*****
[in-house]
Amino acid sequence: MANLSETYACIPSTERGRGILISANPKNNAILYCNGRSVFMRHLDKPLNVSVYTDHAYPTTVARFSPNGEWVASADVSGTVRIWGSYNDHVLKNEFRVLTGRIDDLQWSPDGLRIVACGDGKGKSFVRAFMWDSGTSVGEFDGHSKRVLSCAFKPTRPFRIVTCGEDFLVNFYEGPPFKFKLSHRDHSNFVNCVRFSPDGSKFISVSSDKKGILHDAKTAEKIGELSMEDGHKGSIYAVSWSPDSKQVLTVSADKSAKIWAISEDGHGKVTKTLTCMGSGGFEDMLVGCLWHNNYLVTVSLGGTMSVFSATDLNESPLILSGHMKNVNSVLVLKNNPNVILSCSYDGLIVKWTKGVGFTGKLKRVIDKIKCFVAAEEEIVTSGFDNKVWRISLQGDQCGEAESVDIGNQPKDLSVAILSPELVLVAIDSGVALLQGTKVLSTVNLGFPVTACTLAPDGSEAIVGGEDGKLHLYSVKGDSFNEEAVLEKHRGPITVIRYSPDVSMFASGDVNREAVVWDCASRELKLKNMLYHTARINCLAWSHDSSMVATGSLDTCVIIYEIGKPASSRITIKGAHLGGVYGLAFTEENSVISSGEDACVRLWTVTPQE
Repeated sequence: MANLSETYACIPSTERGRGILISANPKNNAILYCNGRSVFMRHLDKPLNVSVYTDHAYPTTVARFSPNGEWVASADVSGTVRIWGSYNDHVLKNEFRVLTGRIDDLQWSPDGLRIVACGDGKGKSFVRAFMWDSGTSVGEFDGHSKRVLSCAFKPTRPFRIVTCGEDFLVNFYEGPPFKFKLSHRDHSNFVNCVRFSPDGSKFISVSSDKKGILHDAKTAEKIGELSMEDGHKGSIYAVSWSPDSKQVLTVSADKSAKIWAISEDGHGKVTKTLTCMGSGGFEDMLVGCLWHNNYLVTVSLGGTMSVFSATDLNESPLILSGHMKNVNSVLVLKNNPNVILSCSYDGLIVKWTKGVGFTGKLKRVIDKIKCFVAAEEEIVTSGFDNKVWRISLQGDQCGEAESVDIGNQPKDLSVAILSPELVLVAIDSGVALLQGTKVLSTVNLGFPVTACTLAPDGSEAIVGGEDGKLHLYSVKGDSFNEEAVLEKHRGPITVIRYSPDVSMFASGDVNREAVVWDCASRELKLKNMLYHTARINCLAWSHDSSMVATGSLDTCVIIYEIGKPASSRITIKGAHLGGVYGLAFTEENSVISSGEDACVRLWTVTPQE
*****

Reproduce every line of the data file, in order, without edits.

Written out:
[in-house]
Amino acid sequence: MANLSETYACIPSTERGRGILISANPKNNAILYCNGRSVFMRHLDKPLNVSVYTDHAYPTTVARFSPNGEWVASADVSGTVRIWGSYNDHVLKNEFRVLTGRIDDLQWSPDGLRIVACGDGKGKSFVRAFMWDSGTSVGEFDGHSKRVLSCAFKPTRPFRIVTCGEDFLVNFYEGPPFKFKLSHRDHSNFVNCVRFSPDGSKFISVSSDKKGILHDAKTAEKIGELSMEDGHKGSIYAVSWSPDSKQVLTVSADKSAKIWAISEDGHGKVTKTLTCMGSGGFEDMLVGCLWHNNYLVTVSLGGTMSVFSATDLNESPLILSGHMKNVNSVLVLKNNPNVILSCSYDGLIVKWTKGVGFTGKLKRVIDKIKCFVAAEEEIVTSGFDNKVWRISLQGDQCGEAESVDIGNQPKDLSVAILSPELVLVAIDSGVALLQGTKVLSTVNLGFPVTACTLAPDGSEAIVGGEDGKLHLYSVKGDSFNEEAVLEKHRGPITVIRYSPDVSMFASGDVNREAVVWDCASRELKLKNMLYHTARINCLAWSHDSSMVATGSLDTCVIIYEIGKPASSRITIKGAHLGGVYGLAFTEENSVISSGEDACVRLWTVTPQE
Repeated sequence: MANLSETYACIPSTERGRGILISANPKNNAILYCNGRSVFMRHLDKPLNVSVYTDHAYPTTVARFSPNGEWVASADVSGTVRIWGSYNDHVLKNEFRVLTGRIDDLQWSPDGLRIVACGDGKGKSFVRAFMWDSGTSVGEFDGHSKRVLSCAFKPTRPFRIVTCGEDFLVNFYEGPPFKFKLSHRDHSNFVNCVRFSPDGSKFISVSSDKKGILHDAKTAEKIGELSMEDGHKGSIYAVSWSPDSKQVLTVSADKSAKIWAISEDGHGKVTKTLTCMGSGGFEDMLVGCLWHNNYLVTVSLGGTMSVFSATDLNESPLILSGHMKNVNSVLVLKNNPNVILSCSYDGLIVKWTKGVGFTGKLKRVIDKIKCFVAAEEEIVTSGFDNKVWRISLQGDQCGEAESVDIGNQPKDLSVAILSPELVLVAIDSGVALLQGTKVLSTVNLGFPVTACTLAPDGSEAIVGGEDGKLHLYSVKGDSFNEEAVLEKHRGPITVIRYSPDVSMFASGDVNREAVVWDCASRELKLKNMLYHTARINCLAWSHDSSMVATGSLDTCVIIYEIGKPASSRITIKGAHLGGVYGLAFTEENSVISSGEDACVRLWTVTPQE